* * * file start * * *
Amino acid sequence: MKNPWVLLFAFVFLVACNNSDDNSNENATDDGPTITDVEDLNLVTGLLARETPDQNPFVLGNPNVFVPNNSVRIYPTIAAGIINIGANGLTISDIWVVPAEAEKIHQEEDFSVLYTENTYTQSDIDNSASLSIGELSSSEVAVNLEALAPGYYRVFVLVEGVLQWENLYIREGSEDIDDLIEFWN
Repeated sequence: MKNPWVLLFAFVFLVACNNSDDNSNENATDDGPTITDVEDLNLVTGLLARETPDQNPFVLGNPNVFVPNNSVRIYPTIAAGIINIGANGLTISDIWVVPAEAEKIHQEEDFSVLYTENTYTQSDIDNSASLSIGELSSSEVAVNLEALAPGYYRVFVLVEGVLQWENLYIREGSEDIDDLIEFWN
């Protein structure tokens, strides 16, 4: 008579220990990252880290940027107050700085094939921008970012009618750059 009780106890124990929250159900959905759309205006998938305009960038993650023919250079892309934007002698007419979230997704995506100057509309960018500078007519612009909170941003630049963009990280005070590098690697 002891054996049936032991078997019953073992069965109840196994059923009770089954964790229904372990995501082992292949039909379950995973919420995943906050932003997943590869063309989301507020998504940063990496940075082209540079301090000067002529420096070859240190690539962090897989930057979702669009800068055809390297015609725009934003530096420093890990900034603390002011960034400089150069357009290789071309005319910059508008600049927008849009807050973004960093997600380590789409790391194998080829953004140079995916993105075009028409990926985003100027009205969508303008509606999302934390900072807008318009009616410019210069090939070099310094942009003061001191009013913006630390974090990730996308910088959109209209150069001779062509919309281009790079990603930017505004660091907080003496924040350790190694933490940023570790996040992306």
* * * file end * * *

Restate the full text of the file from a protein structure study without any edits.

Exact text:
Amino acid sequence: MKNPWVLLFAFVFLVACNNSDDNSNENATDDGPTITDVEDLNLVTGLLARETPDQNPFVLGNPNVFVPNNSVRIYPTIAAGIINIGANGLTISDIWVVPAEAEKIHQEEDFSVLYTENTYTQSDIDNSASLSIGELSSSEVAVNLEALAPGYYRVFVLVEGVLQWENLYIREGSEDIDDLIEFWN
Repeated sequence: MKNPWVLLFAFVFLVACNNSDDNSNENATDDGPTITDVEDLNLVTGLLARETPDQNPFVLGNPNVFVPNNSVRIYPTIAAGIINIGANGLTISDIWVVPAEAEKIHQEEDFSVLYTENTYTQSDIDNSASLSIGELSSSEVAVNLEALAPGYYRVFVLVEGVLQWENLYIREGSEDIDDLIEFWN
């Protein structure tokens, strides 16, 4: 008579220990990252880290940027107050700085094939921008970012009618750059 009780106890124990929250159900959905759309205006998938305009960038993650023919250079892309934007002698007419979230997704995506100057509309960018500078007519612009909170941003630049963009990280005070590098690697 002891054996049936032991078997019953073992069965109840196994059923009770089954964790229904372990995501082992292949039909379950995973919420995943906050932003997943590869063309989301507020998504940063990496940075082209540079301090000067002529420096070859240190690539962090897989930057979702669009800068055809390297015609725009934003530096420093890990900034603390002011960034400089150069357009290789071309005319910059508008600049927008849009807050973004960093997600380590789409790391194998080829953004140079995916993105075009028409990926985003100027009205969508303008509606999302934390900072807008318009009616410019210069090939070099310094942009003061001191009013913006630390974090990730996308910088959109209209150069001779062509919309281009790079990603930017505004660091907080003496924040350790190694933490940023570790996040992306």